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Marriage is an almost universal institution for men and women in India today. But by 2050, women could find it more difficult to find an eligible partner, particularly if they have been educated at university or college level, according to new research published in the journal, Demography.

A significant proportion of men in India currently marry women less educated than themselves. The research theorises that if public attitudes do not change, whereby university-educated or college-educated men are more desirable spouses than women similarly educated, by 2050 there will be a ‘mis-match’ in numbers of ‘suitable’ men and women. Using this premise, researchers' model suggests the proportion of never-married women aged 45-49 will go up from 0.07% in 2010 to nearly 9% by 2050, with the most significant increase experienced by university-educated women. There would also be a rise in the percentage of unmarried men, particularly amongst those with little education.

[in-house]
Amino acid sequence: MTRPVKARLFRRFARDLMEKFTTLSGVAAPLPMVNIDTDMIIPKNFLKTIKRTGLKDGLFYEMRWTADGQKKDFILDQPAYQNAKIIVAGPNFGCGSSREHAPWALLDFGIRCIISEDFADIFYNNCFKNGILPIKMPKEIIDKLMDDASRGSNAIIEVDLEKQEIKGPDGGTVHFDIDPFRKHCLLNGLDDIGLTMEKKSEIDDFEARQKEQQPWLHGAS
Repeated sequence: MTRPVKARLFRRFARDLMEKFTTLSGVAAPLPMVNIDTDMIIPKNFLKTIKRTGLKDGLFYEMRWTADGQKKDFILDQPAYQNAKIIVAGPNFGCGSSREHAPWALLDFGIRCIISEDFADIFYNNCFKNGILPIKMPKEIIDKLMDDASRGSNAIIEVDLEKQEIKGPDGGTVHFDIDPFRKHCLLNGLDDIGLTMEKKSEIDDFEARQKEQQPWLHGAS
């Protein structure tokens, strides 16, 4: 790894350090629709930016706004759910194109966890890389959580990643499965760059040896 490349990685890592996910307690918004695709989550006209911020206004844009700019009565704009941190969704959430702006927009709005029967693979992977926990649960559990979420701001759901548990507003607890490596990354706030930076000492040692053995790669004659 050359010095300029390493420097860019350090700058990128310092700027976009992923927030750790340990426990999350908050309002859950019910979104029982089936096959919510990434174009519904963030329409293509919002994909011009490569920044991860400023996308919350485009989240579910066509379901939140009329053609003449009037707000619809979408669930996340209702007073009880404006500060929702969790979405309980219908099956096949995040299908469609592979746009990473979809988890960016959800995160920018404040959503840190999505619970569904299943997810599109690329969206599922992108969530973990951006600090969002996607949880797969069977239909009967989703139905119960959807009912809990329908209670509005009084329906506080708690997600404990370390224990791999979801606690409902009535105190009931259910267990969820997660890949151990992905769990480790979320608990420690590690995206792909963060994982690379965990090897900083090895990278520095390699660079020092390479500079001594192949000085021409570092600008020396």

Lead author Ridhi Kashyap said: 'This research is suggesting that in India, families might need to revise their views on the "suitability" of potential marriage partners. The fact that the number of women with higher education is growing is a success story for India.'

The study involved researchers from the University of Oxford; the Center for Demographic Studies, Barcelona; and Minnesota Population Center, USA. They harmonised existing data on current marriage patterns by age and education and applied these to population projections on the likely age, sex and educational attainment of the population in India by 2050 to develop scenarios for future marriage patterns.

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